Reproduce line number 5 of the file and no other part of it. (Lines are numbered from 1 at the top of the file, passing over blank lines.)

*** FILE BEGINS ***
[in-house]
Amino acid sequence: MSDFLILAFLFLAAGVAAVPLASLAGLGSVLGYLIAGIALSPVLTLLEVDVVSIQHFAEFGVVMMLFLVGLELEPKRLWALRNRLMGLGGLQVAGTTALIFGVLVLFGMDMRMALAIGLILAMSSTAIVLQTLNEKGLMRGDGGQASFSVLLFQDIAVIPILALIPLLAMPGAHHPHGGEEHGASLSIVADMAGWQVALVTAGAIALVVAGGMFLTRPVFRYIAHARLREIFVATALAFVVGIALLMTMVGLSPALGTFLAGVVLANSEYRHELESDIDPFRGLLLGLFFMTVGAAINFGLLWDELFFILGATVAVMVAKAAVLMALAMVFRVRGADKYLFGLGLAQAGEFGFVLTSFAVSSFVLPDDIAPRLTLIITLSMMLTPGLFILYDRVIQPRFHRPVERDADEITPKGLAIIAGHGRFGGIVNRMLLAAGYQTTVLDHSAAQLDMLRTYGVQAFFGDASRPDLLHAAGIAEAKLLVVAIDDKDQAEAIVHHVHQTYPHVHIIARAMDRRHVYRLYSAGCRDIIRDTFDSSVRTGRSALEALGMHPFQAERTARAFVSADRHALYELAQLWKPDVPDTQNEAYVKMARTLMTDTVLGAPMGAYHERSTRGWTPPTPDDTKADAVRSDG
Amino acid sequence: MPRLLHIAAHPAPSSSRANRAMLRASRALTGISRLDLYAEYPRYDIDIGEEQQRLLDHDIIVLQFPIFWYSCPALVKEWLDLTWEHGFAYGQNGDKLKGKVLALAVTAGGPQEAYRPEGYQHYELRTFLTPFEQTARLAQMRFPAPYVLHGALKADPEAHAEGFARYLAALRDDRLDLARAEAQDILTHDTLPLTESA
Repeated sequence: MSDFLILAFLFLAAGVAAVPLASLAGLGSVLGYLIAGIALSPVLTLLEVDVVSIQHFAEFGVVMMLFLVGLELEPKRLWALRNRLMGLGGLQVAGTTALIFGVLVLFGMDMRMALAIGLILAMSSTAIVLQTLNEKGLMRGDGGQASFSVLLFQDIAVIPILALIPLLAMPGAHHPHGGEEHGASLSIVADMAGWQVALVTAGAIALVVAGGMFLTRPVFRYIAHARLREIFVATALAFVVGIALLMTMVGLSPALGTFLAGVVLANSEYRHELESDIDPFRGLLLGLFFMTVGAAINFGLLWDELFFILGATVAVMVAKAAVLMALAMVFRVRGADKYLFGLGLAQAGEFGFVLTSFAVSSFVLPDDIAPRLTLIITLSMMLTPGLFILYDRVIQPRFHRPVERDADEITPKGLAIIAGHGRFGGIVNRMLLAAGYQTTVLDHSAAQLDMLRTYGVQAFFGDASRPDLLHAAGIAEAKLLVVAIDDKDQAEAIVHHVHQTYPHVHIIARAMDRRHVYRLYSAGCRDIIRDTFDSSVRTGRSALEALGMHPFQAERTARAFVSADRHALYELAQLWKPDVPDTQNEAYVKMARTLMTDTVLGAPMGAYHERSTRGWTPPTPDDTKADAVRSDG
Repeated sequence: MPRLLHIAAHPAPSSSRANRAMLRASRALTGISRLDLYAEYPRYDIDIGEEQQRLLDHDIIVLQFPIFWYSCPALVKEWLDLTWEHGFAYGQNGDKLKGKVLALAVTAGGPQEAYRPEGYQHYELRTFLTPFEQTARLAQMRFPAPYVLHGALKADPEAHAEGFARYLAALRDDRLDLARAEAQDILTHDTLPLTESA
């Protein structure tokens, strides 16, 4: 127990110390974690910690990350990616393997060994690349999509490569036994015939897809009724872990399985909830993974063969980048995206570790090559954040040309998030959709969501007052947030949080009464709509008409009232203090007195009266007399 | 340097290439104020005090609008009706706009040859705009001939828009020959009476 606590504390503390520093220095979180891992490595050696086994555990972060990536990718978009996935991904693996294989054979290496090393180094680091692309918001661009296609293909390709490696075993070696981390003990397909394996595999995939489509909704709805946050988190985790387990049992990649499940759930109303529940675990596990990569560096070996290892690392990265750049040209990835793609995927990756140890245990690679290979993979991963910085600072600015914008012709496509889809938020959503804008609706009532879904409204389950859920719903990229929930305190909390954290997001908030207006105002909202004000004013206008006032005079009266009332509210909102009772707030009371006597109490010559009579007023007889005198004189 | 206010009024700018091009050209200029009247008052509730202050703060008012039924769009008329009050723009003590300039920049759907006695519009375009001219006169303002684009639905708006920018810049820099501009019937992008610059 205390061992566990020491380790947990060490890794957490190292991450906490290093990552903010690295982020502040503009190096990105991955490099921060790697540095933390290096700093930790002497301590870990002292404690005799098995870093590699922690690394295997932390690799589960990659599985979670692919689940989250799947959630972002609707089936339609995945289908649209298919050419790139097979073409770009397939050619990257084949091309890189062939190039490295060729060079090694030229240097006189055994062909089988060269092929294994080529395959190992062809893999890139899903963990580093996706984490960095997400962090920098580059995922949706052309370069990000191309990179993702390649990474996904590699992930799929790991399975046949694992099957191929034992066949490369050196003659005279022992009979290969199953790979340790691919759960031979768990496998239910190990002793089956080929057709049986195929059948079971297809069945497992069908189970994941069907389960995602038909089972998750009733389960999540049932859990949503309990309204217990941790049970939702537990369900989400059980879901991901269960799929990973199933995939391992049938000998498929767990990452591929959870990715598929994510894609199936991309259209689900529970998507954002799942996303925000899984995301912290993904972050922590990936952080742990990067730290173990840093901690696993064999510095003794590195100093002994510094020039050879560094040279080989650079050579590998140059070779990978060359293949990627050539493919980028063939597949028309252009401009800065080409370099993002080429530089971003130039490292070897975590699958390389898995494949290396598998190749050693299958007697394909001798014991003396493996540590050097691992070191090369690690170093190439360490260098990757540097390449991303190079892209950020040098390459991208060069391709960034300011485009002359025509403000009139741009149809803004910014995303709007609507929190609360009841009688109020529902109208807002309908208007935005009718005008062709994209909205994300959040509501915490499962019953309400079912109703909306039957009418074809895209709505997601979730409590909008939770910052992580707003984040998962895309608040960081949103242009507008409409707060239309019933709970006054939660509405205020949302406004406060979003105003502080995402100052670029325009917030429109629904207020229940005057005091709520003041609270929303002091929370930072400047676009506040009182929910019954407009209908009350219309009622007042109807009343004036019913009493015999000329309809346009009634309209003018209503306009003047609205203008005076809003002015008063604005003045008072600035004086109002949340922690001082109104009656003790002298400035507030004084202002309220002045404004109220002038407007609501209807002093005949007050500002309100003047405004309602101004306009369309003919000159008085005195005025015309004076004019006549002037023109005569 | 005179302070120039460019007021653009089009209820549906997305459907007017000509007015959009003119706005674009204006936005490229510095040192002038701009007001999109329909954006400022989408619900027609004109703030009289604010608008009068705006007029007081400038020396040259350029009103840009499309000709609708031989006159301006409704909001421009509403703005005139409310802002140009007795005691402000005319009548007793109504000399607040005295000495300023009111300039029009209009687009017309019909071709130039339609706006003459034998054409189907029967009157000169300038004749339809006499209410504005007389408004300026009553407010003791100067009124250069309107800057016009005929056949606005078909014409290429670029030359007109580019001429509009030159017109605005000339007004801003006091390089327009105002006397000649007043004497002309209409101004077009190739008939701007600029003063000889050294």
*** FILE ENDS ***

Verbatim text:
Repeated sequence: MPRLLHIAAHPAPSSSRANRAMLRASRALTGISRLDLYAEYPRYDIDIGEEQQRLLDHDIIVLQFPIFWYSCPALVKEWLDLTWEHGFAYGQNGDKLKGKVLALAVTAGGPQEAYRPEGYQHYELRTFLTPFEQTARLAQMRFPAPYVLHGALKADPEAHAEGFARYLAALRDDRLDLARAEAQDILTHDTLPLTESA